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Wearable Technology in the Workplace

Wearable Technology in the Workplace

Can Wearable Technology in the Workplace Reduce Injuries?

Wearable technology gets a mixed response from the public. Many of us use fitness trackers of one kind or another in our daily lives, monitoring steps, sleep patterns, and more. There’s little question that this type of tracking can help us lead healthier lives and identify problem areas.

Still, when an insurance company or employer attempts to mandate this type of monitoring, it has a science fiction flavor that makes many Americans uncomfortable. Even the title of a recent report from the American Society of Safety Professionals reflects that sense: it’s called “Advancing Safety Surveillance Using Individualized Sensor Technology (ASSIST): Final Progress Report.”

Clearly, there are privacy concerns. However, in most industries reviewed, a majority of workers are already wearing their own health-monitoring technology at work, and more than half in all fields but one said they’d be in favor of preventative technology in the workplace.

The Impact of Wearable Technology in the Workplace

The report referenced above includes findings from a three-year study of fatigue-related monitoring and intervention. While it comes as no surprise to most of us that people get tired at work, workplace fatigue can be both costly and dangerous.

The National Safety Council estimates that fatigue costs U.S. employers more than $130 billion in health-related productivity losses each year. The Occupational Safety and Health Administration (OSHA) says fatigue increases the risk of illness and injury among workers.

For example, accident rates are 30% higher among 3rd shift employees than 1st shift employees. And, a study involving medical residents showed that each extended shift in a month increased that resident’s chances of being involved in a motor vehicle accident on the way home by a stunning 16%.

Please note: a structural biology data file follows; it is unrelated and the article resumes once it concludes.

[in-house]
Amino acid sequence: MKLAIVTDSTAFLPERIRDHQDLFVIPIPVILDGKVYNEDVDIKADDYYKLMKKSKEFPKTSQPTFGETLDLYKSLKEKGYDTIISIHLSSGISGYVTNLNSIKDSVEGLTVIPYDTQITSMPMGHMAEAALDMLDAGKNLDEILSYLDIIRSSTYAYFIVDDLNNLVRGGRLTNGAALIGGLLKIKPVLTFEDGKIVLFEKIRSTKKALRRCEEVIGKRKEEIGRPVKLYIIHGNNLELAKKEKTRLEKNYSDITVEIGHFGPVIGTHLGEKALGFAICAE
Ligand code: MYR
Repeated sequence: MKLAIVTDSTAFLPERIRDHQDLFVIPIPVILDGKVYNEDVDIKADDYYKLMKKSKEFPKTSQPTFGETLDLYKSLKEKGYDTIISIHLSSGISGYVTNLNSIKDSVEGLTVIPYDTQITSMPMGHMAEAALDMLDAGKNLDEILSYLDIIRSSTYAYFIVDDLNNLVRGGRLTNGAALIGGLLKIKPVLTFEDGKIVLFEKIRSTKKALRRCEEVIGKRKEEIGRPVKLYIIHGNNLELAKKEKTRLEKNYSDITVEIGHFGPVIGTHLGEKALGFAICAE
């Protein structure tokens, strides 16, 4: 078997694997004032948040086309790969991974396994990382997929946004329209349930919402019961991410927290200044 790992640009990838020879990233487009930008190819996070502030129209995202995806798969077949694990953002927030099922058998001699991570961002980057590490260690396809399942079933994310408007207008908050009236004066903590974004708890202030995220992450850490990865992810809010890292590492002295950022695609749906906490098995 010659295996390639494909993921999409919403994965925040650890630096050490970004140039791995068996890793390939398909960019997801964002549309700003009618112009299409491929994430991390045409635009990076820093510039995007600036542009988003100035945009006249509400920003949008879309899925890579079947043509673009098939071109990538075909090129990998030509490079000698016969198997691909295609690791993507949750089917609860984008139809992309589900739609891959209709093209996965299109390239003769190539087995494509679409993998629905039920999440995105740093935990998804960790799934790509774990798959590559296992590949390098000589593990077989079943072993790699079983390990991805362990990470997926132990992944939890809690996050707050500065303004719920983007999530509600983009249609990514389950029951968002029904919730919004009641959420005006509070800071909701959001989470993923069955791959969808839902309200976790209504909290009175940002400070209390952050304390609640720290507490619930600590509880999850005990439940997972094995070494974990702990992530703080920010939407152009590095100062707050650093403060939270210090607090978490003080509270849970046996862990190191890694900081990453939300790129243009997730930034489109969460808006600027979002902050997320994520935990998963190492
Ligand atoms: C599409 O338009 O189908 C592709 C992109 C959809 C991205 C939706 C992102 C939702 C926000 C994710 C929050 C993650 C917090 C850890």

Wearable devices allow for detection of fatigue in a variety of ways, including changes in heart rate and gait. These measurements assist not just in alerting fatigued workers, but also in identifying the most effective techniques for reducing fatigue and remaining alert on the job.

Injury Prevention Prospects Extend Beyond Fatigue

Although the implementation of wearable technology to help reduce workplace accidents and injuries is relatively new, significant research and testing are underway in a variety of industries.

In the fall, Kinetic raised $4.5 million for research and testing associated with a device that would help monitor health and safety risks in industrial settings.

At the same time, a professor in the University of Michigan’s Civil and Environmental Engineering Department says wearable technology can be used to reduce injury rates in the construction industry. 991 construction workers died on the job in 2017, accounting for more than 20% of all workplace fatalities.

While testing is in the early stages and the full opportunities and potential downsides of wearable technology in the workplace have not been fully revealed, most experts seem to agree that this more accurate and efficient means of monitoring health and safety on the job is a potential win-win. Employers have the opportunity to save on costs and increase productivity while also boosting worker safety.

The information presented in this post is not legal advice and does not form a lawyer/client relationship. Laws and circumstances can differ and change.
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